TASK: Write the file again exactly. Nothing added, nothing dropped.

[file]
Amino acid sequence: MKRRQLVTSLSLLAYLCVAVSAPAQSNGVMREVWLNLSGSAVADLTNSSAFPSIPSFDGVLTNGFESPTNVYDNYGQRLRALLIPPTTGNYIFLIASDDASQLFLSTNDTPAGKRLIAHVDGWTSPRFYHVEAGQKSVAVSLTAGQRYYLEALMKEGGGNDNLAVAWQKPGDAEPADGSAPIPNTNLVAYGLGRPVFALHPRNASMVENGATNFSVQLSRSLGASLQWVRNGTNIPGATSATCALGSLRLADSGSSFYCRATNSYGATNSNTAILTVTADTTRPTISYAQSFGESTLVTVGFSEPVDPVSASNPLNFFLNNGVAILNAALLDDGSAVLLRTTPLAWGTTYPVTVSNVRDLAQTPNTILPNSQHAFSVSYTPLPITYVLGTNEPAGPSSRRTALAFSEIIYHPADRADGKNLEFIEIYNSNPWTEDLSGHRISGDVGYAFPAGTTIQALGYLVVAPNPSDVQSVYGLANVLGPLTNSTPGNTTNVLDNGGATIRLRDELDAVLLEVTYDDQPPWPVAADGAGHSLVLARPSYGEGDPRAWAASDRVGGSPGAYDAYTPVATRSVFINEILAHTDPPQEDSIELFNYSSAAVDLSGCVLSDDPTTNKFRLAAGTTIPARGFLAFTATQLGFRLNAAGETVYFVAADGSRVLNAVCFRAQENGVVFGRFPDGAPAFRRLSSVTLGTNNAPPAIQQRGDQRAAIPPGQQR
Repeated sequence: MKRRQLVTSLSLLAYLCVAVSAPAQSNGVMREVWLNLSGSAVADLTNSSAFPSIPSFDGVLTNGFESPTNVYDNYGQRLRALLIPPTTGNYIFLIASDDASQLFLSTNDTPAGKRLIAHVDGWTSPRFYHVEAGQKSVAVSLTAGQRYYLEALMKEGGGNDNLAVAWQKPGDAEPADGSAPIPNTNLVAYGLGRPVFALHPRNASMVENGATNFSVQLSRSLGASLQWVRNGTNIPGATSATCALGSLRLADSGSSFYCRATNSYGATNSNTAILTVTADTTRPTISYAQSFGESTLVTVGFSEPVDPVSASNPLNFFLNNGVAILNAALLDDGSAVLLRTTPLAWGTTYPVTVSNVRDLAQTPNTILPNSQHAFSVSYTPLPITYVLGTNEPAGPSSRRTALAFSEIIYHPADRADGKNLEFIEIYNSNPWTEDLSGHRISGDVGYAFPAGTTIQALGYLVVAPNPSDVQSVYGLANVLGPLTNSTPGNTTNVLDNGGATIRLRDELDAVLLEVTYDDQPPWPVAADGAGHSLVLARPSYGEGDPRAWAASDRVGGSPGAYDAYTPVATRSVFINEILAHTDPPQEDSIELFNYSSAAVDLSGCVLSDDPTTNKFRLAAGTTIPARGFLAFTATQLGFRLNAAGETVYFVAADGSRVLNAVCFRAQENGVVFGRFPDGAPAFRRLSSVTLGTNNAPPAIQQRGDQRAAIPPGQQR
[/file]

Amino acid sequence: MKRRQLVTSLSLLAYLCVAVSAPAQSNGVMREVWLNLSGSAVADLTNSSAFPSIPSFDGVLTNGFESPTNVYDNYGQRLRALLIPPTTGNYIFLIASDDASQLFLSTNDTPAGKRLIAHVDGWTSPRFYHVEAGQKSVAVSLTAGQRYYLEALMKEGGGNDNLAVAWQKPGDAEPADGSAPIPNTNLVAYGLGRPVFALHPRNASMVENGATNFSVQLSRSLGASLQWVRNGTNIPGATSATCALGSLRLADSGSSFYCRATNSYGATNSNTAILTVTADTTRPTISYAQSFGESTLVTVGFSEPVDPVSASNPLNFFLNNGVAILNAALLDDGSAVLLRTTPLAWGTTYPVTVSNVRDLAQTPNTILPNSQHAFSVSYTPLPITYVLGTNEPAGPSSRRTALAFSEIIYHPADRADGKNLEFIEIYNSNPWTEDLSGHRISGDVGYAFPAGTTIQALGYLVVAPNPSDVQSVYGLANVLGPLTNSTPGNTTNVLDNGGATIRLRDELDAVLLEVTYDDQPPWPVAADGAGHSLVLARPSYGEGDPRAWAASDRVGGSPGAYDAYTPVATRSVFINEILAHTDPPQEDSIELFNYSSAAVDLSGCVLSDDPTTNKFRLAAGTTIPARGFLAFTATQLGFRLNAAGETVYFVAADGSRVLNAVCFRAQENGVVFGRFPDGAPAFRRLSSVTLGTNNAPPAIQQRGDQRAAIPPGQQR
Repeated sequence: MKRRQLVTSLSLLAYLCVAVSAPAQSNGVMREVWLNLSGSAVADLTNSSAFPSIPSFDGVLTNGFESPTNVYDNYGQRLRALLIPPTTGNYIFLIASDDASQLFLSTNDTPAGKRLIAHVDGWTSPRFYHVEAGQKSVAVSLTAGQRYYLEALMKEGGGNDNLAVAWQKPGDAEPADGSAPIPNTNLVAYGLGRPVFALHPRNASMVENGATNFSVQLSRSLGASLQWVRNGTNIPGATSATCALGSLRLADSGSSFYCRATNSYGATNSNTAILTVTADTTRPTISYAQSFGESTLVTVGFSEPVDPVSASNPLNFFLNNGVAILNAALLDDGSAVLLRTTPLAWGTTYPVTVSNVRDLAQTPNTILPNSQHAFSVSYTPLPITYVLGTNEPAGPSSRRTALAFSEIIYHPADRADGKNLEFIEIYNSNPWTEDLSGHRISGDVGYAFPAGTTIQALGYLVVAPNPSDVQSVYGLANVLGPLTNSTPGNTTNVLDNGGATIRLRDELDAVLLEVTYDDQPPWPVAADGAGHSLVLARPSYGEGDPRAWAASDRVGGSPGAYDAYTPVATRSVFINEILAHTDPPQEDSIELFNYSSAAVDLSGCVLSDDPTTNKFRLAAGTTIPARGFLAFTATQLGFRLNAAGETVYFVAADGSRVLNAVCFRAQENGVVFGRFPDGAPAFRRLSSVTLGTNNAPPAIQQRGDQRAAIPPGQQR